Was going through some old video shoots and came across one done late in January 1982.
It showed two much younger, hard charging anglers dressed in Artic parkas, gloves, and boots, exhaling huge plumes of steam in the freezing air as they prepared to launch at the frozen ramp.
Conowingo Dam in Maryland is an interesting fishery and this frozen morning the dead still surface was covered in skim ice as they left the dock in their ancient 13-foot Boston Whaler ice breaker, wondering if they could reach their destination eight miles up-lake.
Capt. George Tunison
After an uneventful but brutally cold ride they settled in and fished as best they could, every few minutes clearing ice from the guides so they could cast their smallmouth jigs. After an hour a strong breeze started, after three it tripled, as they cashed in and pulled anchor.
On the way home the thought of drowning or life jackets never really entered their minds as they were all smiles over their two fish catch and release, a near frozen little smallie and a similar sad largemouth.
The 13-foot boat half sheeted in ice, two brave (stupid) parka-clad extreme anglers fighting three-foot waves and frozen spray, over 80 feet of water, frozen stiff in the little Boston with me trying to get footage, it seemed to me as bad as any scene from Deadliest Catch. Well, almost.
But, for those that duck, deer, and goose hunted as well as fished while growing up in the Northeast, it was deal with it, or sit in the kitchen till spring. We were young and invincible.
Last week I called my old partner, that old tough-as-nails hard rock and said, "I'm off today, let's get out for a few hours." There was a pause then a weak, "Well, it's only 74 today and its blowin." I replied, "It's a sunny 74 degrees here with a 10 MPH breeze, the rest of the country is frozen solid, we've got three boats between us, more tackle than Wal-Mart, and live in one of the top fishing destinations in the USA, let's go!"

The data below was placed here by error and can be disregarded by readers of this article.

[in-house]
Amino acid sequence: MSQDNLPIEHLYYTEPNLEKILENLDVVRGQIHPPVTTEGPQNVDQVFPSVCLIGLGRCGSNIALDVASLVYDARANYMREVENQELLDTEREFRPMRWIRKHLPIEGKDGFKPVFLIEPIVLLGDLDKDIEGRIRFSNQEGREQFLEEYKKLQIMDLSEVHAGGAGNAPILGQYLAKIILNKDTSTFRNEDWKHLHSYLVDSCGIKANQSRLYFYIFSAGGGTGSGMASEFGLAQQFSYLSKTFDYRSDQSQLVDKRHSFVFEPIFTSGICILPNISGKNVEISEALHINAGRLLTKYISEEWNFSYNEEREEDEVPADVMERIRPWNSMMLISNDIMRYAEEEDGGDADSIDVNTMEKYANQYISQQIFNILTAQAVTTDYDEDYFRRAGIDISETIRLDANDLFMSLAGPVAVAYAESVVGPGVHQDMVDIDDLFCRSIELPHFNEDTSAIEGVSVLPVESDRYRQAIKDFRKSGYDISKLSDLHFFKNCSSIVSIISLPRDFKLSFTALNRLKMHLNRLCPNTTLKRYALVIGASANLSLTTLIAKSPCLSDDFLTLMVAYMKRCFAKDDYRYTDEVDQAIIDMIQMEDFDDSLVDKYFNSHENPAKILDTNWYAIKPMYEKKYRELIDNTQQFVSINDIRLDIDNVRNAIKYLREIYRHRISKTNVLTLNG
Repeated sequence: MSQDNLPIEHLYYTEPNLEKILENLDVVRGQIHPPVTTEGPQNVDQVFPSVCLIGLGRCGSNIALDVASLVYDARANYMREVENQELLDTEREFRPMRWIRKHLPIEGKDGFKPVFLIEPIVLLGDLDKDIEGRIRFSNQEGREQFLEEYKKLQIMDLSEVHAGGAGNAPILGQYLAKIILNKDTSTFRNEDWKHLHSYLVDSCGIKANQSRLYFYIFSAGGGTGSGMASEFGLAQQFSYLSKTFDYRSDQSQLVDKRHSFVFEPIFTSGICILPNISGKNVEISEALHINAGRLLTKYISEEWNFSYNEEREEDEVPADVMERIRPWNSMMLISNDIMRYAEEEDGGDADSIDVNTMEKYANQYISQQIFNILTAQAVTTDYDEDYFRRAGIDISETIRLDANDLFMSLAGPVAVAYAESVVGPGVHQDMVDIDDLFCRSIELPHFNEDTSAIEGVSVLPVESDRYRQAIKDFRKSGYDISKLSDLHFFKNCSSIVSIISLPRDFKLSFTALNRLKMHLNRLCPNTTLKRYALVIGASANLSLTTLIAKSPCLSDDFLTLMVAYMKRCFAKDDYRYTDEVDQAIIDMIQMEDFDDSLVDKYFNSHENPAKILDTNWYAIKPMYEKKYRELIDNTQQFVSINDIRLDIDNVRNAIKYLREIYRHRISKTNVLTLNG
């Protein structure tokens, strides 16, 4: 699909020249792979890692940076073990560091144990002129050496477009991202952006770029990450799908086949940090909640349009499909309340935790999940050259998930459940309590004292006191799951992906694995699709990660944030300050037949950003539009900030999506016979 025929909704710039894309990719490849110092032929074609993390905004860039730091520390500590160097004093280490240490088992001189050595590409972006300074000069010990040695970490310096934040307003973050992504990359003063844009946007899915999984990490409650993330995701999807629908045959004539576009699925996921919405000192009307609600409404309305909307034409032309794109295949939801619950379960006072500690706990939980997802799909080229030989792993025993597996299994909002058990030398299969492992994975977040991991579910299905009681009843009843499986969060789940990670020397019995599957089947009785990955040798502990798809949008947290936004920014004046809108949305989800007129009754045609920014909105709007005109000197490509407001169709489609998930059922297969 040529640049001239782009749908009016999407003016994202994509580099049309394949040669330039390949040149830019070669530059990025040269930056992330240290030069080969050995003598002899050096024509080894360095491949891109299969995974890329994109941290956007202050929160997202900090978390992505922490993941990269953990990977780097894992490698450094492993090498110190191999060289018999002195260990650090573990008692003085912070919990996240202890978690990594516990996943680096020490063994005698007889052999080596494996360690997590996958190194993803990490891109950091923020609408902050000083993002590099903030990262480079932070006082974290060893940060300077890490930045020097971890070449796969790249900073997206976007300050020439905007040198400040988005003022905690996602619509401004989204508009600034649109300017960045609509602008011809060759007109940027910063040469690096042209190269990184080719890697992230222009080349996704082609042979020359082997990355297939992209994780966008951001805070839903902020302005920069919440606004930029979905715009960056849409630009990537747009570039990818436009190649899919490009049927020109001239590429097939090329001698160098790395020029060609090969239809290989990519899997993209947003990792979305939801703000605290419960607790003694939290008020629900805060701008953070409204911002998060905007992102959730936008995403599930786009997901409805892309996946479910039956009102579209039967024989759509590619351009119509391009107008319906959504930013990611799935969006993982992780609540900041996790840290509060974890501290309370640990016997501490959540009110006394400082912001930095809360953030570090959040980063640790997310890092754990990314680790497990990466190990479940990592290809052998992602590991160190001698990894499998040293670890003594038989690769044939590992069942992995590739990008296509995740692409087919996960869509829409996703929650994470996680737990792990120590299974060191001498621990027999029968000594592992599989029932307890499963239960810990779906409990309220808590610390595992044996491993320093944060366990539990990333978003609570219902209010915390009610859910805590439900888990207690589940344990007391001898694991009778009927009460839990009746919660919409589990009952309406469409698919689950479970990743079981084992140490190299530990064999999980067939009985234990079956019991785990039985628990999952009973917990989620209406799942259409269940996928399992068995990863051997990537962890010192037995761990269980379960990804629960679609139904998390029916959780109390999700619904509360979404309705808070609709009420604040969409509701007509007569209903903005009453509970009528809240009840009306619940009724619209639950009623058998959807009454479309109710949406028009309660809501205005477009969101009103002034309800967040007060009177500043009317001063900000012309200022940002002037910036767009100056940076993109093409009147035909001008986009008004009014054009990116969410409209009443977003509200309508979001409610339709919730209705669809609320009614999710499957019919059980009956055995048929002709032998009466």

All he said was "brrrrr" before hanging up. Unbelievable.
If you did get that stocking full of cash and are dying to finally treat yourself to your first, really nice rod, head over to Del Prado Boulevard to Capt. Rob's and take a look at his Crowder Rods. Everyone has their favorite brands of course, but I've found Crowder's to be an outstanding value. Mine are used at least five days a week year-round and hold up incredibly well. He can't stock them all but can quickly order any not on display. I recently cracked a rod that was covered under the terms of their lifetime warranty and was replaced right away.
Friendly, knowledgeable, a well-stocked store, repairs, bait, and guide service without leaving the Cape.
Cold wind fronts Friday will push some fish off the flats into channels, holes, creeks and canals. Unless it gets really cold, redfish won't care and will feed. Sheepshead action is going on near a dock or bridge near you and will only get better as it gets colder.
If you have a 10-year-old that's only caught a bluegill or two pick a day and go buy a half dozen crabs. Anchor up to the Cape Bridge and fish half a crab straight down on the bottom next to a piling. Have a camera ready and wait. If things go according to plan a 45-pound drum will lift the youngster off their seat and pull them toward the water while screaming, "I GOT ONE!" This is the money shot and an outdoor memory that will last a lifetime.
They gather at the base of most structures this time of year and a half crab is the go-to bait. They do get big and are kid friendly.